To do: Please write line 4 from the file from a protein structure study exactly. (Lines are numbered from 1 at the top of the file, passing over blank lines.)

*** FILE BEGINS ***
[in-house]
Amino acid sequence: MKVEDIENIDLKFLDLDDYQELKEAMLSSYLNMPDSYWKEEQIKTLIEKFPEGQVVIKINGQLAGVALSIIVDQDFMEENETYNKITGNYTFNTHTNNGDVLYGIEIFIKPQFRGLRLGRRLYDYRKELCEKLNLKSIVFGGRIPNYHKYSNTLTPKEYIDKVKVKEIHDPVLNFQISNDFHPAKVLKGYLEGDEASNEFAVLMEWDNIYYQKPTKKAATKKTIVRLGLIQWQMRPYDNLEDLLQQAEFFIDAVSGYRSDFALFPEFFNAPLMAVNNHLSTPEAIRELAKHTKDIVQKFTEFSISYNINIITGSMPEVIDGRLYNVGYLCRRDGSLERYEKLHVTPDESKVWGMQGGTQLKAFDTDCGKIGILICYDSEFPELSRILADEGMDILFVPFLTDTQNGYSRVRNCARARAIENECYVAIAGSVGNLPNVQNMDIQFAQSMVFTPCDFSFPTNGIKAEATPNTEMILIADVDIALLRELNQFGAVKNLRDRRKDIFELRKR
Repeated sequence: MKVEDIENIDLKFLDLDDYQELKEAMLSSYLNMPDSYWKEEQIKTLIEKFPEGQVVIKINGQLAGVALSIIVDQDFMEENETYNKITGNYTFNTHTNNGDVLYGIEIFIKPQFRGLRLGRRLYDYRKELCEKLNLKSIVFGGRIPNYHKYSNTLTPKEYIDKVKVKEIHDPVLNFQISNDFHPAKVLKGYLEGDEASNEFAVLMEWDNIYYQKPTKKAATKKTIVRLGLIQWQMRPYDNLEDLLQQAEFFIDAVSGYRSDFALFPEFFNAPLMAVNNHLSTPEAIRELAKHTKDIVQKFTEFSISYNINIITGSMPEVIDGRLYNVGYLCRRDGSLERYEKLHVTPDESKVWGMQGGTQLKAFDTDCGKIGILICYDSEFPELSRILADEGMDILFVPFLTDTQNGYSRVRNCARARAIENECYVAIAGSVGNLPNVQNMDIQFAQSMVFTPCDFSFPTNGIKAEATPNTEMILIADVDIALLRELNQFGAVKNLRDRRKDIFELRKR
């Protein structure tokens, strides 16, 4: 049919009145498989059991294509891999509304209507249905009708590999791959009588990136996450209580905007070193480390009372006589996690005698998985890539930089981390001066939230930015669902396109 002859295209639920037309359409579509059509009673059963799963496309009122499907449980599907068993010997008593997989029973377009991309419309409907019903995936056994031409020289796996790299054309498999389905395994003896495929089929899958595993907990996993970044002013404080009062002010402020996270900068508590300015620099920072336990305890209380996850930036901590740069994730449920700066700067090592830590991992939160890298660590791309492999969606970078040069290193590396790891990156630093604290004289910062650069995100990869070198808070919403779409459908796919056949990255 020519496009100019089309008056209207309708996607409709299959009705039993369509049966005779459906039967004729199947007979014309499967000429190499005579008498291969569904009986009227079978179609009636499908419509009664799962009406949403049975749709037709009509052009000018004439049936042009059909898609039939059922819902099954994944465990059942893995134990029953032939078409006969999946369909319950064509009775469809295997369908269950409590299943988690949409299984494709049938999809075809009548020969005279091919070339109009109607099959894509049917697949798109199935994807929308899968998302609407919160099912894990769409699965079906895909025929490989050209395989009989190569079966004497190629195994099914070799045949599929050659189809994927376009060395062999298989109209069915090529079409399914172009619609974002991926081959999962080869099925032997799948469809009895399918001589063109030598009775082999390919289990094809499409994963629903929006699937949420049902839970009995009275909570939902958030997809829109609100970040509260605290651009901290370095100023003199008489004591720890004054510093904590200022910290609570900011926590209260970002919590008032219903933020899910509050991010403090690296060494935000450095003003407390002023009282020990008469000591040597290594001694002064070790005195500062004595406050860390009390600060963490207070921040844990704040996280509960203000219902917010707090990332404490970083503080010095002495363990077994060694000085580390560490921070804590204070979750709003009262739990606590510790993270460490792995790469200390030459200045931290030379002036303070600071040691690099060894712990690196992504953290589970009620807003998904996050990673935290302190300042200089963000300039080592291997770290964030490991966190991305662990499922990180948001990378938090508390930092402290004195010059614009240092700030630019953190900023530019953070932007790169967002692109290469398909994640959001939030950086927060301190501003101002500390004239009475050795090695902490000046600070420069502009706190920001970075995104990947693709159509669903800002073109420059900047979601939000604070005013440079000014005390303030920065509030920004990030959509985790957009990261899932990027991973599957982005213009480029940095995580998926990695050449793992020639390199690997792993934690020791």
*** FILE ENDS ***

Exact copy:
């Protein structure tokens, strides 16, 4: 049919009145498989059991294509891999509304209507249905009708590999791959009588990136996450209580905007070193480390009372006589996690005698998985890539930089981390001066939230930015669902396109 002859295209639920037309359409579509059509009673059963799963496309009122499907449980599907068993010997008593997989029973377009991309419309409907019903995936056994031409020289796996790299054309498999389905395994003896495929089929899958595993907990996993970044002013404080009062002010402020996270900068508590300015620099920072336990305890209380996850930036901590740069994730449920700066700067090592830590991992939160890298660590791309492999969606970078040069290193590396790891990156630093604290004289910062650069995100990869070198808070919403779409459908796919056949990255 020519496009100019089309008056209207309708996607409709299959009705039993369509049966005779459906039967004729199947007979014309499967000429190499005579008498291969569904009986009227079978179609009636499908419509009664799962009406949403049975749709037709009509052009000018004439049936042009059909898609039939059922819902099954994944465990059942893995134990029953032939078409006969999946369909319950064509009775469809295997369908269950409590299943988690949409299984494709049938999809075809009548020969005279091919070339109009109607099959894509049917697949798109199935994807929308899968998302609407919160099912894990769409699965079906895909025929490989050209395989009989190569079966004497190629195994099914070799045949599929050659189809994927376009060395062999298989109209069915090529079409399914172009619609974002991926081959999962080869099925032997799948469809009895399918001589063109030598009775082999390919289990094809499409994963629903929006699937949420049902839970009995009275909570939902958030997809829109609100970040509260605290651009901290370095100023003199008489004591720890004054510093904590200022910290609570900011926590209260970002919590008032219903933020899910509050991010403090690296060494935000450095003003407390002023009282020990008469000591040597290594001694002064070790005195500062004595406050860390009390600060963490207070921040844990704040996280509960203000219902917010707090990332404490970083503080010095002495363990077994060694000085580390560490921070804590204070979750709003009262739990606590510790993270460490792995790469200390030459200045931290030379002036303070600071040691690099060894712990690196992504953290589970009620807003998904996050990673935290302190300042200089963000300039080592291997770290964030490991966190991305662990499922990180948001990378938090508390930092402290004195010059614009240092700030630019953190900023530019953070932007790169967002692109290469398909994640959001939030950086927060301190501003101002500390004239009475050795090695902490000046600070420069502009706190920001970075995104990947693709159509669903800002073109420059900047979601939000604070005013440079000014005390303030920065509030920004990030959509985790957009990261899932990027991973599957982005213009480029940095995580998926990695050449793992020639390199690997792993934690020791």